Nokia--which had 48% equity stake in Symbian--clearly wanted to make Symbian OS to be made available free to developers and operators so that they can be persuaded to be part of the Symbian Foundation ecosystem. It paid $400 (plus) million dollars to the other equity holders in Symbian and then is spinning it off into an open source foundation. Other equity holders may still support Symbian but nevertheless took their share of Symbian in cash from Nokia. It is not that the equity holders collectively pledged to change Symbian from a profit-motivated entity into a not-for-profit foundation. That was Nokia's call. They were symbolically supported by many of their erstwhile shareholders. Two quotations that I have reproduced from the Press Release is illustrative.
The complete, consistent platform that the Foundation plans to provide will allow manufacturers to focus on their unique differentiation at a device level” said Dick Komiyama, President of Sony Ericsson. “Sony Ericsson believes that the unified Symbian Foundation platform will greatly simplify the world for handset manufacturers, operators and developers, enabling greater innovation in services and applications to the benefit of consumers everywhere.
Mobile phones have turned into sophisticated multimedia computers and smart phones continue to grow in popularity," said Kris Rinne, Senior Vice President of Architecture and Planning at AT&T. "The Symbian Foundation will reduce fragmentation in the industry and holds the promise of incorporating leading technology and the most mature software into a unified platform for the entire industry. This will create an environment that will encourage and enable developers to build compelling applications that will positively affect our customers' lives and support AT&T in offering its differentiated services to consumers.
Such symbolic support is welcomed to signal commitment from the ecosystem for the new idea. But the real strength of the ecosystem lies in the substantive support provided by the ecosystem members: How many new models will Sony Ericsson design and launch with the Symbian OS? What will be the share of Symbian OS within Sony Ericsson's portfolio in 2009? 2012? Similarly, where will AT&T place Symbian-operated mobile phones relative to RIM (Blackberry), WindowsMobile (Microsoft), Apple iPhone (remember that AT&T was an exclusive, first-of-its-kind launch partner for Apple iPhone in 2007) and Palm?
Why is this distinction relevant? For that, let us turn to Google and Android. On November 5, 2007 Google announced the launch of Open Handset Alliance with 34 members. Two companies are common with the Symbian Foundation--Motorola and NTT DoCoMo.
It will be interesting and worthwhile to watch how these two companies balance their commitments to Symbian and Android.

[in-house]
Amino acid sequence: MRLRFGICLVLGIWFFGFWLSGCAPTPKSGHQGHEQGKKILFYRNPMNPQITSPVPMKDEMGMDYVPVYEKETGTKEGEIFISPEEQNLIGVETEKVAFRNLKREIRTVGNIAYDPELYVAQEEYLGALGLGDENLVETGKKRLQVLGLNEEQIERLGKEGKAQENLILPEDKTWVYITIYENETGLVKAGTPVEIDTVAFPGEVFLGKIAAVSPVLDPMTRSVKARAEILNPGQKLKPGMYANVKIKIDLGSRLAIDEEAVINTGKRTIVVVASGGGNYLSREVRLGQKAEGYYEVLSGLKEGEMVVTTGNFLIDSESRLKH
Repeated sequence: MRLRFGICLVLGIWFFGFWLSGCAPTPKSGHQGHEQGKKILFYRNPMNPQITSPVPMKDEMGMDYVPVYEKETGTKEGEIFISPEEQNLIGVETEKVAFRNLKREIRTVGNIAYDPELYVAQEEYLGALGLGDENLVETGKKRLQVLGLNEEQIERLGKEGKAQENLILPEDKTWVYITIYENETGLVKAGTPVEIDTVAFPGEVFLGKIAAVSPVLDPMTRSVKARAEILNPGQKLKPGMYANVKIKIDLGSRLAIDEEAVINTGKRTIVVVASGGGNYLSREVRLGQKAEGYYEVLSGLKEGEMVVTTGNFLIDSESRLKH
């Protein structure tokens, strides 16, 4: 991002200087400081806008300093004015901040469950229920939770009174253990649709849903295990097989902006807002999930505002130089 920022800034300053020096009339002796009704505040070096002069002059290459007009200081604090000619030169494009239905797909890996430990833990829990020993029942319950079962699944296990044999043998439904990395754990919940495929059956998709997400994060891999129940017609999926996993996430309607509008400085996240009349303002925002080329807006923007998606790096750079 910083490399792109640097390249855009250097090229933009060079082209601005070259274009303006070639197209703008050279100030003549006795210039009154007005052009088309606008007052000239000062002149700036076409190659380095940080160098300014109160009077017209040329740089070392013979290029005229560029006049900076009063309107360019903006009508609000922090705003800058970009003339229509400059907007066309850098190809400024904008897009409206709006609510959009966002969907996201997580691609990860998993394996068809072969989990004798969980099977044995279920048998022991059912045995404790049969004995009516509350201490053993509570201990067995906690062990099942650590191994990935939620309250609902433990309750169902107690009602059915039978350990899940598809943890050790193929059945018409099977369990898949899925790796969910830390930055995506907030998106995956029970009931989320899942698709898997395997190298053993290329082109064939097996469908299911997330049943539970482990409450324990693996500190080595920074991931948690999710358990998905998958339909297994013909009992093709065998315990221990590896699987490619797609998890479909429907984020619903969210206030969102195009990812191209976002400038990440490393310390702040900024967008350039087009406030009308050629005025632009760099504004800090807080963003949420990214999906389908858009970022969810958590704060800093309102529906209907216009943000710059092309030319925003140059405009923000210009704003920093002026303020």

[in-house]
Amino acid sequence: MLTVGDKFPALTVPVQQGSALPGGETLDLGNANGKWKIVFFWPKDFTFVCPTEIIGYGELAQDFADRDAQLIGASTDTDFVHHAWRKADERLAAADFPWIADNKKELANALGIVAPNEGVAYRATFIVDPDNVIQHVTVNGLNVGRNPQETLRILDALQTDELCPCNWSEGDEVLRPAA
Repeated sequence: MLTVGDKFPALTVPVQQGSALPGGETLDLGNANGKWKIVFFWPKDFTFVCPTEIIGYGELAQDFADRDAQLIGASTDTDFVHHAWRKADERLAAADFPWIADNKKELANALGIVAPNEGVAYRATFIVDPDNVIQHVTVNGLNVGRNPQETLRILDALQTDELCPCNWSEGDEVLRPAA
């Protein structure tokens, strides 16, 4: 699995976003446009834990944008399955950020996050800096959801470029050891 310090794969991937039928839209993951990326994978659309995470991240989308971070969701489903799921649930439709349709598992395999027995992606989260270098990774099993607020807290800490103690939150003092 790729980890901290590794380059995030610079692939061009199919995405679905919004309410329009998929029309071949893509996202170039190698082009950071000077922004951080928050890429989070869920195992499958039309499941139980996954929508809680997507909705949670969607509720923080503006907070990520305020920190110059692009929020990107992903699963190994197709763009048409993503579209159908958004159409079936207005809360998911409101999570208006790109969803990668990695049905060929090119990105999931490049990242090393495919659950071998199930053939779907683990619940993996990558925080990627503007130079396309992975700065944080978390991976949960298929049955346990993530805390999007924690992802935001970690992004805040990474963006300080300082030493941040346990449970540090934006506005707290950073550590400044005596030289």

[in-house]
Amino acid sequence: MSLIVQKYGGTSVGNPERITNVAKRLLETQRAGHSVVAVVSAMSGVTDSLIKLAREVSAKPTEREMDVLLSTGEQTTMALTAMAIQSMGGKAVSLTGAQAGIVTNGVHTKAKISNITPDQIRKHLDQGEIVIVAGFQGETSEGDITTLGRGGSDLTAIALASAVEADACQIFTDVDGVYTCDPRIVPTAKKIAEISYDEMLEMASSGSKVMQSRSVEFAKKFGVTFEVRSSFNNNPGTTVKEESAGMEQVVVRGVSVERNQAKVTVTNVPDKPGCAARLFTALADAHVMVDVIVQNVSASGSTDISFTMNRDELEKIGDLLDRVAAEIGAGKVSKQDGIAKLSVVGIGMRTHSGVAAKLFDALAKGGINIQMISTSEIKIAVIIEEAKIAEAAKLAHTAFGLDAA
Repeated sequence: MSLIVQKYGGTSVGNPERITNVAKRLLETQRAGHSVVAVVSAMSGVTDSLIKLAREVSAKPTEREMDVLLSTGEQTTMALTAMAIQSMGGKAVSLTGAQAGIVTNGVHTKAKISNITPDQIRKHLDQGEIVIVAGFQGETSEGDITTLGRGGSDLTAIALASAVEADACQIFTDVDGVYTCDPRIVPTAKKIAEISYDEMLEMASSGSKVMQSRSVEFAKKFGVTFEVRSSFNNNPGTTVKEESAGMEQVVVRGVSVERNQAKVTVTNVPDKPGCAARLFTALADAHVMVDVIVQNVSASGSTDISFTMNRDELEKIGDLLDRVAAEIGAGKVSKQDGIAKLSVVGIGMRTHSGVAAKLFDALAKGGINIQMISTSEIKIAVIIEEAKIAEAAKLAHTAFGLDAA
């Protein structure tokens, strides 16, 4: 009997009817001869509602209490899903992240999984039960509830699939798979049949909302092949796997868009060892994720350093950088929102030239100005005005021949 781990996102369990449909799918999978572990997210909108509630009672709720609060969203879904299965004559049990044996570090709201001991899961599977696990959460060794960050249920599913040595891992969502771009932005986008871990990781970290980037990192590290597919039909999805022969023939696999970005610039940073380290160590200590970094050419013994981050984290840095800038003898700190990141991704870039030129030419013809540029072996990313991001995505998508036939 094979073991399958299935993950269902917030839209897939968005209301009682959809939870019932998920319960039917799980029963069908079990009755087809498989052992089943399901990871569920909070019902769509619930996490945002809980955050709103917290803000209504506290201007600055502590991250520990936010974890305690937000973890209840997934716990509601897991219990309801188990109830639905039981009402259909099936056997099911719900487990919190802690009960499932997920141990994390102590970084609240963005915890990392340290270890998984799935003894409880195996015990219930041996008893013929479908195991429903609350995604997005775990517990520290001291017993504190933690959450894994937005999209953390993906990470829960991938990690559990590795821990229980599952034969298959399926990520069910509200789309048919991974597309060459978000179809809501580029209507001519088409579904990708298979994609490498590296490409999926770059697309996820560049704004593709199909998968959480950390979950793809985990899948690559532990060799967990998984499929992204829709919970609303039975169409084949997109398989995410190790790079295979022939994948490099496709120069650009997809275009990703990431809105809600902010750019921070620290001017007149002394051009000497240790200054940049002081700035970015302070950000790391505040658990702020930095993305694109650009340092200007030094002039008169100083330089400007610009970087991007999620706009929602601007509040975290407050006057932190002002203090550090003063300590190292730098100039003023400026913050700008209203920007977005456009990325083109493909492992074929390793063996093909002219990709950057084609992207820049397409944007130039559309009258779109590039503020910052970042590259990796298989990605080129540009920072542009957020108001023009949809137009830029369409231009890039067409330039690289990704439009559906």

Google's initiative with Android is a classic example of network-based competition. Wired Magazine ran a story recently about Google's Android. This paragraph from the article is illuminating.
So far, Android has been able to persuade only T-Mobile and Sprint Nextel to join the Open Handset Alliance. Neither is a surprise: T-Mobile partnered with Rubin on the Sidekick, and as one of the smaller carriers it's more willing to take risks. Sprint, suffering from massive consumer churn and almost junk-rated debt, seems game for anything that might help. But the two biggest players, Verizon Wireless and AT&T, have passed. "There wasn't anything viable we were willing to entertain," says Verizon Wireless spokesperson Jeffrey Nelson. This spring, the carrier even backed an Android competitor, an open source consortium called the LiMo Foundation.
Google needs to use revenue-sharing to convince network operators to join the Android ecosystem since 'free software' does not seem to have done the trick. Nokia is catching up to the free software rule-of-the game.
This ecosystem is evolving and many different players are jockeying to be the orchestrator of core mobile business models. In such ecosystems, we need to see more than symbolic quotes on press releases. We need to see who commits substantively. We need to see how Motorola and NTT DoCoMo navigate the competing requirements from the different ecosystems. We need to see how developers navigate the pulls from different OS such as Apple iPhone, Symbian, Microsoft Windows Mobile and Android. When will Verizon and AT&T support Android? How significant will be their support? Only when we see the actual moves, we will know who is leading and who is lagging. This network-based competition is just starting out; 2009 will be just the beginning but we will see who is gearing up for the long haul and who has fallen by the wayside.